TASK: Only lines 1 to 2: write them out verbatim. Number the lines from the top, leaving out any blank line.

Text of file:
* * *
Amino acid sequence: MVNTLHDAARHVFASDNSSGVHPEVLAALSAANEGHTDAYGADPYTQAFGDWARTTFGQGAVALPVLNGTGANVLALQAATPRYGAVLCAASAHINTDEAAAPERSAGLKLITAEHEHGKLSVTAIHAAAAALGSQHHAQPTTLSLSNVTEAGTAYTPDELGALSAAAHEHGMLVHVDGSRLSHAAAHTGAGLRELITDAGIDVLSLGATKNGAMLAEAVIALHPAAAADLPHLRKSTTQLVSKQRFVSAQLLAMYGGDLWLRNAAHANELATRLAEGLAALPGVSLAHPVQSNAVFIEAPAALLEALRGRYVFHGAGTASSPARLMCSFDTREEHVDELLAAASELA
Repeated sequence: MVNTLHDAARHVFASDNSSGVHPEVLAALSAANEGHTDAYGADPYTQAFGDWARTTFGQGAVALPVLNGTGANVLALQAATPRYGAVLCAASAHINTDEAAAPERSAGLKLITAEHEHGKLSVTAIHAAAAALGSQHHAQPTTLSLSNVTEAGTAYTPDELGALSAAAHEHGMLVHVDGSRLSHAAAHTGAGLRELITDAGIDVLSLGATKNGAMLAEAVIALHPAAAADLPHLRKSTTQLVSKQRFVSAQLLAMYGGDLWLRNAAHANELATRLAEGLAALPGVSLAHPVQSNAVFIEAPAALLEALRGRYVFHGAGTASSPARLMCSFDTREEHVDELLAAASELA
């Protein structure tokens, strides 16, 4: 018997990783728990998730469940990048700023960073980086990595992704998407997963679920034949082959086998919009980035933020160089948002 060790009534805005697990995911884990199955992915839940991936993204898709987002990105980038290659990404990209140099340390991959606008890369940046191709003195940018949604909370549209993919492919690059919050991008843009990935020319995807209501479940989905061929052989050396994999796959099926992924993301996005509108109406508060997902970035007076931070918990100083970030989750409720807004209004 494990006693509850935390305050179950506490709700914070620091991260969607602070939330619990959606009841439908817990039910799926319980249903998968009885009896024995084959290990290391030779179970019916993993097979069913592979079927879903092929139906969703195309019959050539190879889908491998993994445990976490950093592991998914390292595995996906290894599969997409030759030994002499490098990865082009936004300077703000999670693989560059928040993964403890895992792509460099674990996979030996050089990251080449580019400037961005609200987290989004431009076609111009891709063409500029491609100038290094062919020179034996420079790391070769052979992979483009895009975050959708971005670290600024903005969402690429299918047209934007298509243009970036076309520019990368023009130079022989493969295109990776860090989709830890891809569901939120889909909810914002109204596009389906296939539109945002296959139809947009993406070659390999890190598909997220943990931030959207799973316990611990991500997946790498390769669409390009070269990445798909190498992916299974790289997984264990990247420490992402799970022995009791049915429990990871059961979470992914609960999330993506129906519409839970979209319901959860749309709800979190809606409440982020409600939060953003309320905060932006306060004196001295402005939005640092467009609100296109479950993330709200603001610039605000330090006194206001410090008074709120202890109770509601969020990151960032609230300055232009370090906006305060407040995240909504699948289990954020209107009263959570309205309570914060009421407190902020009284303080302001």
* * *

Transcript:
Amino acid sequence: MVNTLHDAARHVFASDNSSGVHPEVLAALSAANEGHTDAYGADPYTQAFGDWARTTFGQGAVALPVLNGTGANVLALQAATPRYGAVLCAASAHINTDEAAAPERSAGLKLITAEHEHGKLSVTAIHAAAAALGSQHHAQPTTLSLSNVTEAGTAYTPDELGALSAAAHEHGMLVHVDGSRLSHAAAHTGAGLRELITDAGIDVLSLGATKNGAMLAEAVIALHPAAAADLPHLRKSTTQLVSKQRFVSAQLLAMYGGDLWLRNAAHANELATRLAEGLAALPGVSLAHPVQSNAVFIEAPAALLEALRGRYVFHGAGTASSPARLMCSFDTREEHVDELLAAASELA
Repeated sequence: MVNTLHDAARHVFASDNSSGVHPEVLAALSAANEGHTDAYGADPYTQAFGDWARTTFGQGAVALPVLNGTGANVLALQAATPRYGAVLCAASAHINTDEAAAPERSAGLKLITAEHEHGKLSVTAIHAAAAALGSQHHAQPTTLSLSNVTEAGTAYTPDELGALSAAAHEHGMLVHVDGSRLSHAAAHTGAGLRELITDAGIDVLSLGATKNGAMLAEAVIALHPAAAADLPHLRKSTTQLVSKQRFVSAQLLAMYGGDLWLRNAAHANELATRLAEGLAALPGVSLAHPVQSNAVFIEAPAALLEALRGRYVFHGAGTASSPARLMCSFDTREEHVDELLAAASELA